The Loka Dham, ma, variously translated as Eight Worldly Conditions or Eight Worldly Concerns, consists of four pairs of opposite states, among which are Fame and Disrepute. Attraction to Fame and aversion to Disrepute keeps us bound to the comfortable familiarity of Samsara, likewise with Praise and Blame, Gain and Loss, and, of course, Pleasure and Pain. In contemplating these Eight Worldly Concerns, I’ve long felt that Fame is a concern that doesn’t much concern me, as I’ve never been concerned with being famous. Lately it occurs to me, however, that the Fame that the Buddha referred to wasn’t necessarily of the variety that lands one’s face on the cover of the Rolling Stone; it has to do more generally with the desire to be looked well upon by others. That concerns me.

As an anonymous friend of mine is fond of saying, “What other people think of me is none of my business.” Holding this thought in mind offers me a glimpse of the freedom that’s available to those who can truly stand in equanimity between the poles of Fame and Disrepute. Awareness of this karmic tendency to crave approval inches me a little closer to the center of the spectrum. Thank God I’ve never wanted to be famous. Hopefully this PBS documentary won’t bring in too many offers…

[1] Anonymous (1990). Daily Reflections, New York: Alcoholics Anonymous World Services, Inc., p. 103.

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7 thoughts on “Crave On!

  1. Quite a thought, you’ll be asked to do the interview again! Once is enough, and the Eight Wordly Dhammas I find just give an explanation of what’s happening, not much relief from the ‘suffering’ of the experience. There is the thought of the professional actor, how does he do it? Having a multitude of selves, he can become this or become that and remove himself from the part when the production is over. Can’t be easy…

    • jeff says:

      an interesting observation, that the Eight Worldly Dhammas merely point to the problem, yet offer no solution… although awareness of a problem is the first step out of it. What’s important here is that Fame and Disrepute, Praise and Blame, Pleasure and Pain, Gain and Loss are all, in the words of Zen Master Seung Sahn “not good, not bad.” The problem lies solely with our attraction or aversion to any of those conditions.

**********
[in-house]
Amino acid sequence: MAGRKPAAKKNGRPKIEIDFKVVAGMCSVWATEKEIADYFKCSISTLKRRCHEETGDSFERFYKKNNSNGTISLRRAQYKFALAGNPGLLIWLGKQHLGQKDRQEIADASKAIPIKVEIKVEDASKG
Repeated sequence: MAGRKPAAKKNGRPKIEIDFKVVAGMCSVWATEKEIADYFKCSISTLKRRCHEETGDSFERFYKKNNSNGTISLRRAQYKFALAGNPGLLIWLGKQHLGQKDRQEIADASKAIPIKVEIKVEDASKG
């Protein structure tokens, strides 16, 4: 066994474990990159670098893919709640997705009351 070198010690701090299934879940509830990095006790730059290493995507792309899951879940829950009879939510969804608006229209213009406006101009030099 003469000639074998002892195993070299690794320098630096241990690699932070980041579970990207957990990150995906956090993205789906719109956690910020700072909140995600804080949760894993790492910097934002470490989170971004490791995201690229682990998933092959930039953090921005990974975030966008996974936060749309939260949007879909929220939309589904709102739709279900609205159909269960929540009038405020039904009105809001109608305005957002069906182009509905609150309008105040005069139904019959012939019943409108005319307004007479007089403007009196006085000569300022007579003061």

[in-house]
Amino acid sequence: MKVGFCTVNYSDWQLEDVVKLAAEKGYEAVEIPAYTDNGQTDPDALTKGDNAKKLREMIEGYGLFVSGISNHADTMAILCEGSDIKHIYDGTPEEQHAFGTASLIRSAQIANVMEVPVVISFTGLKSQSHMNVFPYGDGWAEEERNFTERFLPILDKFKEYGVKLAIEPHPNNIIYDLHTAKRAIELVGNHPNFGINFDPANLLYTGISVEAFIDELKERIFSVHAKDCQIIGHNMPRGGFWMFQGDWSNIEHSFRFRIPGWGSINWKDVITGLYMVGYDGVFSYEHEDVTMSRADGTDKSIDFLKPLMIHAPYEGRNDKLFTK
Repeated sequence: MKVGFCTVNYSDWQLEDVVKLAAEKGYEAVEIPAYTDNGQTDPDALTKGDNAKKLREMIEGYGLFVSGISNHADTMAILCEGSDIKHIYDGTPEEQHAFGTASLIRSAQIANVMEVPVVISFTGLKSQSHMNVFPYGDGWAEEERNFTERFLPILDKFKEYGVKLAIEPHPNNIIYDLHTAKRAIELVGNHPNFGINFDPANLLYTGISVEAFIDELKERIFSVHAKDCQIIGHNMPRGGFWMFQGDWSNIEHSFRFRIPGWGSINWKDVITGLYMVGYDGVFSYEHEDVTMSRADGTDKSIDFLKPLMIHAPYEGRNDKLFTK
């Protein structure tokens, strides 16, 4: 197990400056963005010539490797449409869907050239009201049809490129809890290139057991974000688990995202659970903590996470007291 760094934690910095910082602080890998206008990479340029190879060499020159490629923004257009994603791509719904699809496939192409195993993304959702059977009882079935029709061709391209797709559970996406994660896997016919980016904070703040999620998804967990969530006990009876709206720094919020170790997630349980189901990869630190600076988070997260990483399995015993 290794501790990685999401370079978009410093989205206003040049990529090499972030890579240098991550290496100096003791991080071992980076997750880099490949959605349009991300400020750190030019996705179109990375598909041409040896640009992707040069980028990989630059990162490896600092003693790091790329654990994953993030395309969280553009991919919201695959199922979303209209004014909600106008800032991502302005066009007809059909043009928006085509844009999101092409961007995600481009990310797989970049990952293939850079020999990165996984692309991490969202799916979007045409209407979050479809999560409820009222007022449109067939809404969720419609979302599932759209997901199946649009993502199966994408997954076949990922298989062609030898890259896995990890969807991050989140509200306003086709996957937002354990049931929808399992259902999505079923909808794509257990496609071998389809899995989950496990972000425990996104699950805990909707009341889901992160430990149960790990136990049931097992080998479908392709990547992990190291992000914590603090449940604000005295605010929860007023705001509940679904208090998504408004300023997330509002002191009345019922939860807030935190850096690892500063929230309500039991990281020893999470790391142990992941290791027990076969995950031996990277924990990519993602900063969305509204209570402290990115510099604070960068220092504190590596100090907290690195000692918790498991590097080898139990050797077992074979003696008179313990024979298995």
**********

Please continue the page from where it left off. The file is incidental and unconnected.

2. Yes that’s it, it’s our attraction or aversion – I seem to remember something about the tendency to get engaged with stuff when there’s no need, can’t remember how it was actually put. Ajahn Chah I think. Maybe it’s all included in what you say that awareness of the problem is the first step out of it. And as you get more skilful it’s maybe not the first step it’s the only step out of it, there and then. Identify what it is… oh that thing again, okay.

    • jeff says:

      …not the first step, it’s the only step… I like that. Funny how I tend to make it more complicated than it is…

  3. Here’s something I found last time I was looking at the Eight Wordly Dhammas

    Gain/loss, status/disgrace, censure/praise, pleasure/pain: these conditions among human beings are inconstant, impermanent, subject to change. Knowing this, the wise person, mindful, ponders these changing conditions. Desirable things don’t charm the mind, undesirable ones bring no resistance. His [or her] welcoming and rebelling are scattered, gone to their end, do not exist. Knowing the dustless, sorrowless state, he [or she] discerns rightly, has gone, beyond becoming, to the Further Shore.

    AN 8.6 Lokavipatti Sutta: The Failings of the World
    Thank

    • jeff says:

      I remember reading that post and feeling, as you said, that finding the middle ground between extremes was no longer a luxury, the hobby of the “spiritually-minded,” but rather a necessity for the maintenance of sanity… silver linings often take the form of increased pressure to follow the Dharma. “Desirable things don’t charm the mind, undesirable ones bring no resistance.” More and more, I find comfort not just in these words, but in the actual condition. Thank you for passing along this text of the Lokavipatti Sutta .